This is the easiest approach.
It does all the work of setting up the Docker environment (and Linux service) for you. If you prefer to set up your Raspberry Pi manually (instead of using a pre-built SD card), see the Linux Service instructions.
- Raspberry Pi 3B+ (or better).
- 16 GB micro SD card (or bigger).
- Power supply for the RPi.
At least one of the following:
- An ethernet connection (plugged in to the RPi).
- A keyboard, monitor, and mouse.
Note: you will be able to configure WiFi later in the setup. If neither of the above two options are available to you, you will need to use a wpa_supplicant.conf to pre-configure WiFi.
Additionally, the first time Makerverse starts, you will need an active internet connection.
There are two download options in the Latest Release:
These are merely customized versions of the official Raspberry Pi OS images of the same names (Lite vs. Desktop). Once you have downloaded the appropriate release file, unzip it and flash the
.img to your SD card with your preferred application (e.g., Balena Etcher).
lite image means that there is no GUI! It is “command-line only” (headless), so everything will be text based (no desktop).
Then, just plug the RPi in and power it up!
You’ll need to get to a terminal in order to setup the Pi. You can either:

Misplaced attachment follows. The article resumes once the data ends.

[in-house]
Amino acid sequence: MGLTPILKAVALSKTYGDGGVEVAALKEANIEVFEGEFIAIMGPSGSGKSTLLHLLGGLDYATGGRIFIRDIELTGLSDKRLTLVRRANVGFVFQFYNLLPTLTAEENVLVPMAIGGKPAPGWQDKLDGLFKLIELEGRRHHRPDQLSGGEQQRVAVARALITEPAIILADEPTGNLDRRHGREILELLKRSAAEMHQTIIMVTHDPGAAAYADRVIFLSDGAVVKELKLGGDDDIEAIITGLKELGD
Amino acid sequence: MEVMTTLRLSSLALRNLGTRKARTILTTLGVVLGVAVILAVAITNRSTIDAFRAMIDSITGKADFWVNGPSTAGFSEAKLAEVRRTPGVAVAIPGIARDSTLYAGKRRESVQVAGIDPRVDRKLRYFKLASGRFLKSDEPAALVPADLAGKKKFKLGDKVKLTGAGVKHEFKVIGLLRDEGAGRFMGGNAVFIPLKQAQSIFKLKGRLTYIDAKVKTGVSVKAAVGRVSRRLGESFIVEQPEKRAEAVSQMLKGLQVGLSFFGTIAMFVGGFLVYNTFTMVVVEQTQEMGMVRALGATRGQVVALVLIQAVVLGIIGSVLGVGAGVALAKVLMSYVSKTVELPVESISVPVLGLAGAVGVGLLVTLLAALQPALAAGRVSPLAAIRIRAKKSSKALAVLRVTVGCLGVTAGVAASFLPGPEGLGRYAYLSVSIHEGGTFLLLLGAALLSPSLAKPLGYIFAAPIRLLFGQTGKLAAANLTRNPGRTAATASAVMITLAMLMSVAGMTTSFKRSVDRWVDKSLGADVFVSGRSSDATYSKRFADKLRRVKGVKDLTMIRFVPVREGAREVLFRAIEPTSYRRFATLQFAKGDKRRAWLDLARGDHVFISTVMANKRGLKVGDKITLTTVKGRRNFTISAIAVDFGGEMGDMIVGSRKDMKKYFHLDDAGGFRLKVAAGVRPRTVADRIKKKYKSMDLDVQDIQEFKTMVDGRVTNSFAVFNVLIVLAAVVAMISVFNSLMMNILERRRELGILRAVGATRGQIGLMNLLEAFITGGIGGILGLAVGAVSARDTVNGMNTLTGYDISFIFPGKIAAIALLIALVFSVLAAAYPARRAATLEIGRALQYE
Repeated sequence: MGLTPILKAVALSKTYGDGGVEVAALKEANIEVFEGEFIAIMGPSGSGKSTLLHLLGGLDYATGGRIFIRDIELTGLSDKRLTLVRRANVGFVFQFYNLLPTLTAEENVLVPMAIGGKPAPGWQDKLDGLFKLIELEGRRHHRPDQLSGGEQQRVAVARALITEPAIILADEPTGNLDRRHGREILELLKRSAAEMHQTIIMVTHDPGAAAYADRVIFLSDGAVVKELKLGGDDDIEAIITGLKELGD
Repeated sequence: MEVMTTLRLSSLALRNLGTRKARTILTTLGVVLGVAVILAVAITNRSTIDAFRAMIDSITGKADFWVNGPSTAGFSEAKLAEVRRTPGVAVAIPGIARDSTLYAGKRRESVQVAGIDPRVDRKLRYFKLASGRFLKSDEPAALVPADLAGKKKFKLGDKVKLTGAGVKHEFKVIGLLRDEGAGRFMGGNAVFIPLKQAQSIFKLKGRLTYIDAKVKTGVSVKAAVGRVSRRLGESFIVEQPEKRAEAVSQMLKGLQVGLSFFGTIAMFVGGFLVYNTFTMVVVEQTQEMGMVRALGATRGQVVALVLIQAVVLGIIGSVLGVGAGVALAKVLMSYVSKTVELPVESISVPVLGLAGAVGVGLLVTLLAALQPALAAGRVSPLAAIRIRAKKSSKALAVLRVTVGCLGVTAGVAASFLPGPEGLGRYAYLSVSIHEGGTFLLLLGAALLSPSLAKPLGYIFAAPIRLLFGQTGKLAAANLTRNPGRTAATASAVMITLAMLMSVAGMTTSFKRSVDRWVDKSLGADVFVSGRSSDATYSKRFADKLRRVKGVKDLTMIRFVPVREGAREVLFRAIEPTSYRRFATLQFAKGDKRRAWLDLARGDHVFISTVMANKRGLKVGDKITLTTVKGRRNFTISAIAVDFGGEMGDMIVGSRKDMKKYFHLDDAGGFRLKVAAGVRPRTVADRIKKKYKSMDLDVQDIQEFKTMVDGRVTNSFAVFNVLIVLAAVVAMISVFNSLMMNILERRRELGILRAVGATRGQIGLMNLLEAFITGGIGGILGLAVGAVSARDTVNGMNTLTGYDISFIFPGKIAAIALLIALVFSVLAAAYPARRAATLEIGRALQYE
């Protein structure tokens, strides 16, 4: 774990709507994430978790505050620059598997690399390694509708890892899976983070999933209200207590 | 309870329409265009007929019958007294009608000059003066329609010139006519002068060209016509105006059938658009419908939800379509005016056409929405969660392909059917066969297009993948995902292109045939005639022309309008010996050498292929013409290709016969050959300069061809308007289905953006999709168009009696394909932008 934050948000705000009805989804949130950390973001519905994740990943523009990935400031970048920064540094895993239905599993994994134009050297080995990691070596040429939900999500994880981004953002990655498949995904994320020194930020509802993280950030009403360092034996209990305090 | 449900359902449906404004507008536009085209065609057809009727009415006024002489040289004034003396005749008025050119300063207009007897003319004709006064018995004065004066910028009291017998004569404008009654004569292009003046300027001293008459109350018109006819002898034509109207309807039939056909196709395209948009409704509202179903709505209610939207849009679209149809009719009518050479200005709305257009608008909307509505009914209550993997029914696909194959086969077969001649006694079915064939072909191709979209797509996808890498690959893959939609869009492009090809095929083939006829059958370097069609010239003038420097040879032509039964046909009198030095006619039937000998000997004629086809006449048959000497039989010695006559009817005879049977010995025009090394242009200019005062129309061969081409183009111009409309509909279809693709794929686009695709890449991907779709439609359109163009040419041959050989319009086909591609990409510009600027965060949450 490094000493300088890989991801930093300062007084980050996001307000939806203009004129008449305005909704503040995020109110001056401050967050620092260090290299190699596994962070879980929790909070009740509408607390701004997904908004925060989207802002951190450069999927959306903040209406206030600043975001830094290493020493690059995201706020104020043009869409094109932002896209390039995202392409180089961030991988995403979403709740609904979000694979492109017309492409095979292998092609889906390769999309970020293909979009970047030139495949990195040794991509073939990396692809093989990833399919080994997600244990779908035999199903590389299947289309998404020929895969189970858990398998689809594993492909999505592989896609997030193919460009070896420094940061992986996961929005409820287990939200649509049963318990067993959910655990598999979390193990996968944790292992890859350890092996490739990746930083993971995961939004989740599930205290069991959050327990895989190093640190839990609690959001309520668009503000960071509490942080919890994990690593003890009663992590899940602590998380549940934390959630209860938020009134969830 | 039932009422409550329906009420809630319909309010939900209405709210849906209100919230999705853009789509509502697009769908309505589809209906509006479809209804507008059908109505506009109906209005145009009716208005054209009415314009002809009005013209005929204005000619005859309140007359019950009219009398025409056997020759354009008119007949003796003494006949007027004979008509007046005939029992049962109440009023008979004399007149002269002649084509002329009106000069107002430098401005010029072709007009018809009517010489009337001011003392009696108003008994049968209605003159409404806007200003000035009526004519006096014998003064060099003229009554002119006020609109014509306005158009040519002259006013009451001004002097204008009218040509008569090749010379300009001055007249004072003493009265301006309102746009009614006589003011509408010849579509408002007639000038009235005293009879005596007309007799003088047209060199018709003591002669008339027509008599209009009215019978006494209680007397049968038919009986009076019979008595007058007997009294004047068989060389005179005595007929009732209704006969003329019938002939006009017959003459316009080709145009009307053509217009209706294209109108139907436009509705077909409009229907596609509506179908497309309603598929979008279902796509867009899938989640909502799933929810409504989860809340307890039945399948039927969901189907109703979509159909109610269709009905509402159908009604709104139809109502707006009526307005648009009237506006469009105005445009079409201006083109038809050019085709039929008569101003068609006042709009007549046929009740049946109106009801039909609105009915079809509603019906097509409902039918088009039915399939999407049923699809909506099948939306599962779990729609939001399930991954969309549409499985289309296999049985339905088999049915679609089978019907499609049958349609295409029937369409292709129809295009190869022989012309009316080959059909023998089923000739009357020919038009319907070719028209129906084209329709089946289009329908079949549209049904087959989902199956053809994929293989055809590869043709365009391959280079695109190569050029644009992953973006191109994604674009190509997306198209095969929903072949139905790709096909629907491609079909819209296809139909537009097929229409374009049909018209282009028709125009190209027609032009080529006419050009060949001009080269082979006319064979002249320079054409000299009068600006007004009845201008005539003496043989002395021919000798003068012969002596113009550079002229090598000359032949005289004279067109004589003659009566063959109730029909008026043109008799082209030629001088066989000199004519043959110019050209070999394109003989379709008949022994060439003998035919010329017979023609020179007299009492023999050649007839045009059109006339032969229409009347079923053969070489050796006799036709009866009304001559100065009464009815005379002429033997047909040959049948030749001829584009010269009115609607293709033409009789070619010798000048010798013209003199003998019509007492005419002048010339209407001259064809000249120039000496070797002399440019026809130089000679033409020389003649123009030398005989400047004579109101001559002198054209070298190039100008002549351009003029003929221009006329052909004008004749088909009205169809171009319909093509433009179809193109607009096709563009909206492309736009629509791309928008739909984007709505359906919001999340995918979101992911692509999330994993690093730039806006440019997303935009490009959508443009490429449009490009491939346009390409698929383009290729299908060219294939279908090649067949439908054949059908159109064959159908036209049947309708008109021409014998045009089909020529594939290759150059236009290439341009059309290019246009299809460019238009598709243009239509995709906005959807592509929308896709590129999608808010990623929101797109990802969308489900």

- Attach a mouse and keyboard.
- Use SSH to connect from your computer:
Note: SSH is enabled by default in the Pi image. If the SSH command cannot connect (does not show a login prompt), either the Pi is not connected to the same network as the computer from which you are attempting to access it, or your router does not support looking up the Pi by its name. In either case, you should open your router’s admin interface and try to find the Pi’s IP address on the network. If you can find the IP address, you can use it instead of
The username/password (
raspberry) have been left unchanged from a “normal” Raspberry Pi OS. Use this whenever prompted for a username and password.
Once you’ve got a terminal open, type
sudo raspi-config to run the official Raspberry Pi configuration tool.
- You should definitely change the password, to keep the device secure!
- You might also change the hostname from
makerverseto something more memorable, like
maslow, so you can use
- You might also want to turn on WiFi, so you do not need to use an ethernet connection on the Raspberry Pi to have access to Makerverse.
Tip: read the useful commands in the Linux Service section!
Note: GPIO pin communication is enabled by default in Makerverse (meaning that
pigpiod is enabled). This allows you to create commands that turn on and off the machine, for example.
You can connect to Makerverse from any web browser on the same network.
Note: the Raspberry Pi image, unlike other web server instals, will run the Makerverse server on port
80 instead of port
8000. This means that you can connect without specifying a port in your browser (e.g.,
http://makerverse.local instead of
The Makerverse application will start automatically on port